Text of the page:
I’ve played Santa on several occasions; I have the beard and physique to pull it off. While I enjoyed it, I was somewhat put off by the greed displayed by some of the kids who sat on my lap when I was Santa for a SAFV shelter fundraiser. I was the essential prop for parents’ holiday pictures of their kids. I was also appalled by the number of violent toys requested, especially by the kid who wanted a toy that “Kills better” and charmed by the little girl who wanted a rubber snake to scare her big brother. Working out some issues there. Although I was especially charmed when 25-year-old women sent me a copy of a picture of her on my lap when she was a little girl. I also found some old pictures of me as Santa from the Sitka Daily Sentinel that my mom had saved, and I got after she passed.
This year I was involved in collecting toys for the Salvation Army/Marine Corps League “Toys for Tots” program. We were collecting toys at the two supermarkets and doing “live” broadcasts from both supermarkets on KIFW. While I wore my Santa hat, I made no pretense at being Santa. People could bring toys they had bought elsewhere, or they could buy toys at the supermarkets at a 25% discount and drop them off at our table. They could also buy toys for themselves and their kids at the same discount. The goal is to have two toys and stocking stuffers for each kid in the 111 needy families that registered with the Salvation Army. At the end of the afternoon Major John rolled two shopping carts full of toys to the van. There were two more at AC Lakeside where Chris was broadcasting. The toy collection boxes will be out for another week at locations around Sitka.
One mother brought her two little girls with her and told each one to pick a toy they would like but to buy it, not for themselves, but to put on the table for someone else. One man asked me what he should buy, and I told him to find something he really would have wanted when he was 12. It turned out to be a science toy, for another man it was Legos. One tough old fisherman bought a bagful of barrettes telling me “Little Girls need Barrettes in their stockings Christmas morning.” One couple spent a lot of time looking at toys and picking the two that were “just right” for a kid they didn’t know. These toys were bought with a lot of thought, and love.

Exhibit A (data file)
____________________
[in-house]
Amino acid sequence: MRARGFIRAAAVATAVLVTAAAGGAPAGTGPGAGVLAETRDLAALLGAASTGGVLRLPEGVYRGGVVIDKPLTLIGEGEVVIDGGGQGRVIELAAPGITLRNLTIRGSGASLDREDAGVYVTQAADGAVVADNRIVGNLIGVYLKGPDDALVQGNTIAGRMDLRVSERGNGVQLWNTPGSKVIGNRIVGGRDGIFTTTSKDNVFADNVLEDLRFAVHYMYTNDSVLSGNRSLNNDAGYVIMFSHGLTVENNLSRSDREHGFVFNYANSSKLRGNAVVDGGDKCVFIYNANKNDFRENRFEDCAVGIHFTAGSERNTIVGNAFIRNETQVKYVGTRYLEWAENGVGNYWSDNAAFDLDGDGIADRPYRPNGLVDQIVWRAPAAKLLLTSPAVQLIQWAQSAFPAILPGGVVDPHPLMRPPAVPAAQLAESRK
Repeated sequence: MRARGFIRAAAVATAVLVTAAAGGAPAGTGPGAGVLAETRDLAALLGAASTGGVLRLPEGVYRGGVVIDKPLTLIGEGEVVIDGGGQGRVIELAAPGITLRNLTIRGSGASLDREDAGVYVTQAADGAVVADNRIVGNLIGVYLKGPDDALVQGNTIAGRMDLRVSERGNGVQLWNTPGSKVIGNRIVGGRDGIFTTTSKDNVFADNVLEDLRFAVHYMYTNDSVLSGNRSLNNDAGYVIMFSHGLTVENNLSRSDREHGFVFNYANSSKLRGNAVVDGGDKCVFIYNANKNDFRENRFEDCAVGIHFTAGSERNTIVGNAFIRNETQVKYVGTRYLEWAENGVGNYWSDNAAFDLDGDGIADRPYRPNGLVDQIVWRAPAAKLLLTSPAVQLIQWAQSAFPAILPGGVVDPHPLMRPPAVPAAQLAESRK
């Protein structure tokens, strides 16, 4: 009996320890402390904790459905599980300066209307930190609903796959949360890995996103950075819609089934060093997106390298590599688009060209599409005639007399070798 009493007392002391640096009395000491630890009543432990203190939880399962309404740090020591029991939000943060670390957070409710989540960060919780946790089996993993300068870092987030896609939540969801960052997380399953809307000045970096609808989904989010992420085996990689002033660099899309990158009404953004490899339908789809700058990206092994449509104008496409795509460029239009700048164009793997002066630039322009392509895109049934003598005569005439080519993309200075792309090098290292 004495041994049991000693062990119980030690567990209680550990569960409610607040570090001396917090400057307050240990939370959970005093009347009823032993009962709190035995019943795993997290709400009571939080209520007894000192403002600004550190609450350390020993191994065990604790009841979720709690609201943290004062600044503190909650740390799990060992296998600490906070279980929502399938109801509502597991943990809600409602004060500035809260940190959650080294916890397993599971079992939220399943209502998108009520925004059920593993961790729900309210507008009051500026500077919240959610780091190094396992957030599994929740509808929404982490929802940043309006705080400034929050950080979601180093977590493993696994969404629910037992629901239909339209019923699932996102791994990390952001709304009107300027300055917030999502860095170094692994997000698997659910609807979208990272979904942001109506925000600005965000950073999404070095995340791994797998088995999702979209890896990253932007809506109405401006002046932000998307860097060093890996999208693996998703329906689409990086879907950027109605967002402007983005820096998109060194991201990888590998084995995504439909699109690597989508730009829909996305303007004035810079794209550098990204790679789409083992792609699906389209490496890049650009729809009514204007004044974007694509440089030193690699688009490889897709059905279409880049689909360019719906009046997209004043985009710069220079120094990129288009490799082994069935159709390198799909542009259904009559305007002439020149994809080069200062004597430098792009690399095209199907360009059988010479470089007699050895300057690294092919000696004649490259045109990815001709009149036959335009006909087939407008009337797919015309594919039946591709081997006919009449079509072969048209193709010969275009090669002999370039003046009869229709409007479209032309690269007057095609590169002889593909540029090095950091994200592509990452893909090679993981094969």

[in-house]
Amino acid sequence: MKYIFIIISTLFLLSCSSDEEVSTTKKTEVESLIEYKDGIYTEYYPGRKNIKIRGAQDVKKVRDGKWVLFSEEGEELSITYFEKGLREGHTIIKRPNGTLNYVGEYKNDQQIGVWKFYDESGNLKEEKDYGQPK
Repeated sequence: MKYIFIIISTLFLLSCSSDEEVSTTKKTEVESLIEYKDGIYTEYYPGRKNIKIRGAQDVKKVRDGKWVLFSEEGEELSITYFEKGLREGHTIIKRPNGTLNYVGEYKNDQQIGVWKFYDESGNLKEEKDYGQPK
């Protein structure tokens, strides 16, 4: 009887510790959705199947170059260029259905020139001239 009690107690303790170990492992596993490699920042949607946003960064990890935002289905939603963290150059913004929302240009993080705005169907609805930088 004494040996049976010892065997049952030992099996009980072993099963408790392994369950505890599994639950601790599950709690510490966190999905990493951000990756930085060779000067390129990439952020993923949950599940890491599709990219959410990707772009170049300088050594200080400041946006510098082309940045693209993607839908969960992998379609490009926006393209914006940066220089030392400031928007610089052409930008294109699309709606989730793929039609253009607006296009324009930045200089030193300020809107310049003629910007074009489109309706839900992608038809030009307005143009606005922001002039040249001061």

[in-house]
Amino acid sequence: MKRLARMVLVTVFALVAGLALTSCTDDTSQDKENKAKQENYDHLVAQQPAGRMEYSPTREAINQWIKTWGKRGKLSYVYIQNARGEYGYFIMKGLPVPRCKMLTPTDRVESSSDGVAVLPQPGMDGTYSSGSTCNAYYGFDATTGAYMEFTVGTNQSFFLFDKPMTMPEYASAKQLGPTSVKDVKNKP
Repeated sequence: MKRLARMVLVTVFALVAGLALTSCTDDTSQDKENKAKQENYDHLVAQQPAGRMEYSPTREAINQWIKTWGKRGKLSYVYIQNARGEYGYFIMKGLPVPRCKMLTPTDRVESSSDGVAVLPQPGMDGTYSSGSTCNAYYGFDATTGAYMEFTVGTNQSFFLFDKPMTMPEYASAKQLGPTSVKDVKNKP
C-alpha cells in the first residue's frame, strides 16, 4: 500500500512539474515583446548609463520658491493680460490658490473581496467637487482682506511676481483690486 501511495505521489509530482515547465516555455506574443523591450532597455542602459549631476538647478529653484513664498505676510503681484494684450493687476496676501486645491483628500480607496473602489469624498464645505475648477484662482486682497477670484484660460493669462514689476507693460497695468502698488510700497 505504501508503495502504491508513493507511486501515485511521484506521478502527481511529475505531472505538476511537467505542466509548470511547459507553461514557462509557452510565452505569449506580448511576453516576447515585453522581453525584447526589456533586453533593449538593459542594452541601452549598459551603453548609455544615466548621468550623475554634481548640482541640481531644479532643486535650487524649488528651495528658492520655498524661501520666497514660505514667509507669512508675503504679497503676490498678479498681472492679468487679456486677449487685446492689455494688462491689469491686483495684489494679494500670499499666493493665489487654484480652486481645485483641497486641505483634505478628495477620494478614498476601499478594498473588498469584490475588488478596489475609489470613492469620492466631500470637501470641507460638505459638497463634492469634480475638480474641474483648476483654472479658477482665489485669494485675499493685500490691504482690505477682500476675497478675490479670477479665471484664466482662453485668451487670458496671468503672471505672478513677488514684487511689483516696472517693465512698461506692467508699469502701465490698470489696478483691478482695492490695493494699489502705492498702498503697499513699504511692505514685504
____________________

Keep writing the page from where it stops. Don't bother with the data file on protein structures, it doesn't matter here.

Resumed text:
Some people gave us money to buy toys. Some of the toy money will be used to fill in the gaps when Major Sabrina puts together the gift bundles in a week and a half, but Major John took advantage of the discount and used some of it to buy things he felt were on his list.
We also rang the bell at the Salvation Army Kettle to get money to restock the Salvation Army food pantry. Last month, before Thanksgiving, I did live broadcasts to promote the food drive. That drive continues. The Army hopes that they will gather enough food to stock the pantry through March as well as giving Thanksgiving and Christmas baskets to the 111 families.
The red and white Salvation Army bell has been well used for a long time. It lost its clapper long ago. It was replaced by a jacket zipper pull. That’s the outdoor bell, to ring loud and clear when the kettle is outside, as it was on this cold and clear day.
Since I was not going to be able to take a walk today, I had to stop ringing it several times to take pictures. The indoor bell has the clapper replaced with a paperclip, so it makes a delicate little ting.
While I was ringing the bell a guy in an IWW (International Workers of the world the “One Big Union”) jacket walked by. The IWW was often antagonistic to the Salvation Army. Joe Hill and Ralph Chapman wrote the “Little Red Song Book” which had parodies of hymns played by the Sally Ann (Salvation Army) bands so workers could sing along with the bands but drown out the Salvation Army lyrics. I caught myself singing some, probably inappropriate lyrics to an old hymn while ringing the bell. Thank goodness someone dropped off a toy called Jumpin’ Jive. For the rest of the shift, I was singing that old jump tune. “Hep Hep.” Thanks Cab.